leadscrew reverse

I was looking at some pictures of lathes in the catalogues of certain well-known traders. My wife understands this need and only objects
mildly to the time I spend with 'dirty Gerty', my Myford, in the privacy of our garage.
Anyway, a couple of the mid-sized machines have a leadscrew reverse on a knob at the front of the lathe. This does not look like a tumble reverse. Rather, I guess there is some kind of selector fork behind the panel. The Chester DB10 is an example:
http://www.chesteruk.net/store/product_detail_pages/images/db10_v6.jpg
My question is this: What is going on behind the covers? I can't figure out what arrangement of gears would give a leadscrew reverse from this position. Can you tell me or, better yet, point me to a picture or other explanation.
Thanks
Pete
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On Fri, 12 Sep 2008 22:09:30 +0100, Peter Harrison

Normally it will be a simple sliding shaft arrangement. One position drives the gearbox via the sliding shaft and the other position drives via the sliding shaft and an additional idler gear. The shaft itself may be slid by cams, a fork or by a circular rack with a pinion on the control shaft. It Is possible that the shaft will be fixed and the gears will be slid on it, what ever the designer thought was cheapest!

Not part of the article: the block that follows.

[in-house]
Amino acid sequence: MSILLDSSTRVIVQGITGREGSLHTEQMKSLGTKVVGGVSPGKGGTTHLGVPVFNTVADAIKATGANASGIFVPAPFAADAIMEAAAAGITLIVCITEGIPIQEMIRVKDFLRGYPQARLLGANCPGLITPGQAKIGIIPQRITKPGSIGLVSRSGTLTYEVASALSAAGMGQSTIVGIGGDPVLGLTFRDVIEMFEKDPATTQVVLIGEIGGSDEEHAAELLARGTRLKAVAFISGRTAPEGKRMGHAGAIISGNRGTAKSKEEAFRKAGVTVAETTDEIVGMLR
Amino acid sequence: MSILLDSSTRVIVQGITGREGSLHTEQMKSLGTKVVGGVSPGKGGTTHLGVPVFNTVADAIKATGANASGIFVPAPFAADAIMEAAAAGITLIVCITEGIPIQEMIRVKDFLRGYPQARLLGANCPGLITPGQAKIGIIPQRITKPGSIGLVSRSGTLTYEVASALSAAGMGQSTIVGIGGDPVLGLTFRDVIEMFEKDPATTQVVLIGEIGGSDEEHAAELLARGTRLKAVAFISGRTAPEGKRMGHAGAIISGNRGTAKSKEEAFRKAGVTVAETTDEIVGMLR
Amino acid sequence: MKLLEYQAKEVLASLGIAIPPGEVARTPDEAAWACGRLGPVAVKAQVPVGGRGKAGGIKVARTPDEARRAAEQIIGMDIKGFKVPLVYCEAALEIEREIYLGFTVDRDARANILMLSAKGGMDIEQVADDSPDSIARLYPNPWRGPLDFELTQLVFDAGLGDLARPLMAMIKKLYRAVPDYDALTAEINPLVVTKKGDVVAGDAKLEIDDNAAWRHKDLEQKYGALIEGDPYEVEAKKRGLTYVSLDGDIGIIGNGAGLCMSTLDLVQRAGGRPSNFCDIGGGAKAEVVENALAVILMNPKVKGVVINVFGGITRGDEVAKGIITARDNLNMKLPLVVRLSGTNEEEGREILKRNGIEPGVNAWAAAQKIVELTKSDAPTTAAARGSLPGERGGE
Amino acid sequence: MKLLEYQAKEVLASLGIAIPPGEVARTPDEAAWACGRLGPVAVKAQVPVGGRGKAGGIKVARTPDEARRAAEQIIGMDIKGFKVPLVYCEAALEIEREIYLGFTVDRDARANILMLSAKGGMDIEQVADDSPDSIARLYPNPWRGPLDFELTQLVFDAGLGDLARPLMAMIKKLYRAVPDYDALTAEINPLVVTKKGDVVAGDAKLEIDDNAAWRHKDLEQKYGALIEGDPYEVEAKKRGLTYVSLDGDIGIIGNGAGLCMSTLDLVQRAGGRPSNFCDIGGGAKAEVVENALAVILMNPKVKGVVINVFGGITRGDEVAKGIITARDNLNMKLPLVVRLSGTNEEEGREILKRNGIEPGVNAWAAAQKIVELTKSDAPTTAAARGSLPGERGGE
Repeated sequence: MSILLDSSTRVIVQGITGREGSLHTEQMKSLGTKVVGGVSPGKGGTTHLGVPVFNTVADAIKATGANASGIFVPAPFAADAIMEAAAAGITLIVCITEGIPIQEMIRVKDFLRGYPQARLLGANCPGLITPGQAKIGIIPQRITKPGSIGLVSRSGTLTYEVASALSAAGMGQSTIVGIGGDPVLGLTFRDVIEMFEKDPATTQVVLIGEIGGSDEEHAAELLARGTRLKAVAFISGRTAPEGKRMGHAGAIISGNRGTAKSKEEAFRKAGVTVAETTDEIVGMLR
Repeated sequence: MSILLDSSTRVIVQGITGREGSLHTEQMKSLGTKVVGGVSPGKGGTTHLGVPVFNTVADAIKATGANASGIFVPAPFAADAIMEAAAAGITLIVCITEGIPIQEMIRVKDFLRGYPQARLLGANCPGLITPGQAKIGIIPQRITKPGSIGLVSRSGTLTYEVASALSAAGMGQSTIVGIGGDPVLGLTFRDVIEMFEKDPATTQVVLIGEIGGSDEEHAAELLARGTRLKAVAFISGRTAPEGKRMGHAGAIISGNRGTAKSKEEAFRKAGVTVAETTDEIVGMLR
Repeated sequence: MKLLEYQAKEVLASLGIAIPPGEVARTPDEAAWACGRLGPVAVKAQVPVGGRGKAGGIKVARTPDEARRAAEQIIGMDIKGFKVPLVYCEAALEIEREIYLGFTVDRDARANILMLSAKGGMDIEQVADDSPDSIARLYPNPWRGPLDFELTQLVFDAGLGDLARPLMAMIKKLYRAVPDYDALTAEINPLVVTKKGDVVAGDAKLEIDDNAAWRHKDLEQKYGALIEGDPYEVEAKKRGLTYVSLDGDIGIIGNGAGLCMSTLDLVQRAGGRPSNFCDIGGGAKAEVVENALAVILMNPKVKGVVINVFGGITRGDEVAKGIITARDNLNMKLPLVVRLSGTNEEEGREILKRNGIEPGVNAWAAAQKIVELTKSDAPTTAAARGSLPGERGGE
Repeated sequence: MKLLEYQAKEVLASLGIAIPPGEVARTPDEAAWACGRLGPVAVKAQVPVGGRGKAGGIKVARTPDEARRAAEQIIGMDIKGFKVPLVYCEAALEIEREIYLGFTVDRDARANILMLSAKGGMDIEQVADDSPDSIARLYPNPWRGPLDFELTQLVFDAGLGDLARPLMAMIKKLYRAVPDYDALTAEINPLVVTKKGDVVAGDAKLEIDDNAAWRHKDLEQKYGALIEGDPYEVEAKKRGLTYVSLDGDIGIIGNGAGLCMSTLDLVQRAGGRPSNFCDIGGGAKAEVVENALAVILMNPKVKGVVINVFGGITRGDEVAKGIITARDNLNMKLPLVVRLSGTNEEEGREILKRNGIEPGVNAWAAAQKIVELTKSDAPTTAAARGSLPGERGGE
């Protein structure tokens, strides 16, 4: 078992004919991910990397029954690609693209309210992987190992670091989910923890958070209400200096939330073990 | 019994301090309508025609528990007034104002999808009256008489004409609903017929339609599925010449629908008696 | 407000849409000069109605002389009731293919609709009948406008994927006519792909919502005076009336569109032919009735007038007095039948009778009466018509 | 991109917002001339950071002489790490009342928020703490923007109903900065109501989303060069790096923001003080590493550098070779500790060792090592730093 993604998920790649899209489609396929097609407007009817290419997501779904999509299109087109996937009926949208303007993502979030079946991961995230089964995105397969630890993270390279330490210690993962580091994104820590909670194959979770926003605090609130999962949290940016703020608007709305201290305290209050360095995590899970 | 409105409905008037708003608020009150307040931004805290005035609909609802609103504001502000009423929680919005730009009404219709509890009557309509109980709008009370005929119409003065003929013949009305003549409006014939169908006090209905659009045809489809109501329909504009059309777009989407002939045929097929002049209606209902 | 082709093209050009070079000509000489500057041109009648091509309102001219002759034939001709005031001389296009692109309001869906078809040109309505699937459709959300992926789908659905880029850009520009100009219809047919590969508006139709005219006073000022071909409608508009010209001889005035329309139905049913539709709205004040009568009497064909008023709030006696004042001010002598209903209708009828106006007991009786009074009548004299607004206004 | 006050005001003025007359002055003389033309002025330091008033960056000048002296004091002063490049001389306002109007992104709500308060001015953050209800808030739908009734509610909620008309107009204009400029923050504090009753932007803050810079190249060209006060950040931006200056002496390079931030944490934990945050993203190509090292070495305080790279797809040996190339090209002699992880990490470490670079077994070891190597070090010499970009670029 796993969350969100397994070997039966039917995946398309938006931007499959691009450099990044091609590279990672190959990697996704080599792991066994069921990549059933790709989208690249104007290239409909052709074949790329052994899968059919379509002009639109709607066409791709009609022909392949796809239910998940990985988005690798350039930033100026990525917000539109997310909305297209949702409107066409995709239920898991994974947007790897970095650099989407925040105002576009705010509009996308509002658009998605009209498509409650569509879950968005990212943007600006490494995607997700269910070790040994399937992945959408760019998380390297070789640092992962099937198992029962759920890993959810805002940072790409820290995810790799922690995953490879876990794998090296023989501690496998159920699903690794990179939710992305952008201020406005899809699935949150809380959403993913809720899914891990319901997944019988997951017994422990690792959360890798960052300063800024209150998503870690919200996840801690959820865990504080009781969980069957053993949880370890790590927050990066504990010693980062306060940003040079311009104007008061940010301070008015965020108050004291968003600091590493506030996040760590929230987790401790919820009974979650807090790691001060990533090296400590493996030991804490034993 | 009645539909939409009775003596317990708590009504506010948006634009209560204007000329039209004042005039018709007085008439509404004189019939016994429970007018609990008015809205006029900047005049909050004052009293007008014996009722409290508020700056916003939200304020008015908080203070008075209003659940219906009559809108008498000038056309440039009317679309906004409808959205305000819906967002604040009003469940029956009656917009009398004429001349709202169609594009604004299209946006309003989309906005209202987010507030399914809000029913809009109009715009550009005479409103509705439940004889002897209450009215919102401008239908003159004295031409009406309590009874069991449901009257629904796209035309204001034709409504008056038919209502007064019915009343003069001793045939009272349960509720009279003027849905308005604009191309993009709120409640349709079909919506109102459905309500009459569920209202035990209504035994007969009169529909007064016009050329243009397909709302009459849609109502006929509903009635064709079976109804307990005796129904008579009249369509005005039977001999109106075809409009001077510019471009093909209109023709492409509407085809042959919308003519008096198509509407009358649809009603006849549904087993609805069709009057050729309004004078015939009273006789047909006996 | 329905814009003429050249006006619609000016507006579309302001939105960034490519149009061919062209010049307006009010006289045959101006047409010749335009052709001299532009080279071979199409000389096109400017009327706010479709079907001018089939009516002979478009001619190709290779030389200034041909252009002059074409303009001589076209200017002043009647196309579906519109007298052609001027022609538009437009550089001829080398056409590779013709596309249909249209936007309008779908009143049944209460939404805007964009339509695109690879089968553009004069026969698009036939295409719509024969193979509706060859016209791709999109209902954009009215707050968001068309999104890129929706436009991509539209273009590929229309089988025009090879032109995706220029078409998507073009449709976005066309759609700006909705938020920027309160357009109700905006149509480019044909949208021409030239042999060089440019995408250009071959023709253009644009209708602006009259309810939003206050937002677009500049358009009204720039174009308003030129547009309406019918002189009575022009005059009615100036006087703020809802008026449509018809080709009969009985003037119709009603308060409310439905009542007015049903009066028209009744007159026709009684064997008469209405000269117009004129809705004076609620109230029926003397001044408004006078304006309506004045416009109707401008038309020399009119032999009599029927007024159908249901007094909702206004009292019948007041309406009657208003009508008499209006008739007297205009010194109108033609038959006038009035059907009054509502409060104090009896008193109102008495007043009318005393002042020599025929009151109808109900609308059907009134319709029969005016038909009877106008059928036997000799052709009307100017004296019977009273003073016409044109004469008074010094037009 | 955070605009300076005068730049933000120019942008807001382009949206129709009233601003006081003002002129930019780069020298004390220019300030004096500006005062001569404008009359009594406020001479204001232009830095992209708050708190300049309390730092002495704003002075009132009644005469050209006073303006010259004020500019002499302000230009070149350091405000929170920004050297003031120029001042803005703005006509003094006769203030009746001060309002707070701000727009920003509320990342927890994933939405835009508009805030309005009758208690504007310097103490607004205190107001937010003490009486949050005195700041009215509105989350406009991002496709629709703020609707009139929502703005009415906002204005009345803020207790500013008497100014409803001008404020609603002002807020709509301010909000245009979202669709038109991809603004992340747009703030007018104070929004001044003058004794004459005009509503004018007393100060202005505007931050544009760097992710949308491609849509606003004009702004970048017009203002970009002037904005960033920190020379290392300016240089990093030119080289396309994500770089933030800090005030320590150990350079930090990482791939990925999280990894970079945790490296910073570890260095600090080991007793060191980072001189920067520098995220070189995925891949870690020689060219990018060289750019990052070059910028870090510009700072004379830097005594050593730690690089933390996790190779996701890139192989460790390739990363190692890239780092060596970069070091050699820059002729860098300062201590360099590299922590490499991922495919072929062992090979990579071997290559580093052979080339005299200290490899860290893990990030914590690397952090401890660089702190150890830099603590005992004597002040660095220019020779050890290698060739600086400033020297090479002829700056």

Mark Rand RTFM
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Mark Rand wrote:

Ah, of course. I think I have it now. I must have used up my week's allocation of imagination early. There is only so much of it to go around. A bit like being nice to people. Someimes I run out of that alarmingly early in the day as well.
I will dig out some Lego gears and make myself a little model.
Thanks
Pete
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wrote:

I think some reversing gearboxes use 3 bevel gears arranged in a U shape. The parallel ones are in line with the shafts and the intermediate gear is free to rotate on a fixed shaft. The input is connected to one of the parallel gears and the output shaft is connected to either that same one or the other parallel gear by a sliding dog. It reverses sort of like an auto differential will when you turn one wheel with the driveshaft stationary and the other wheel goes in the reverse direction.
Don Young (USA)
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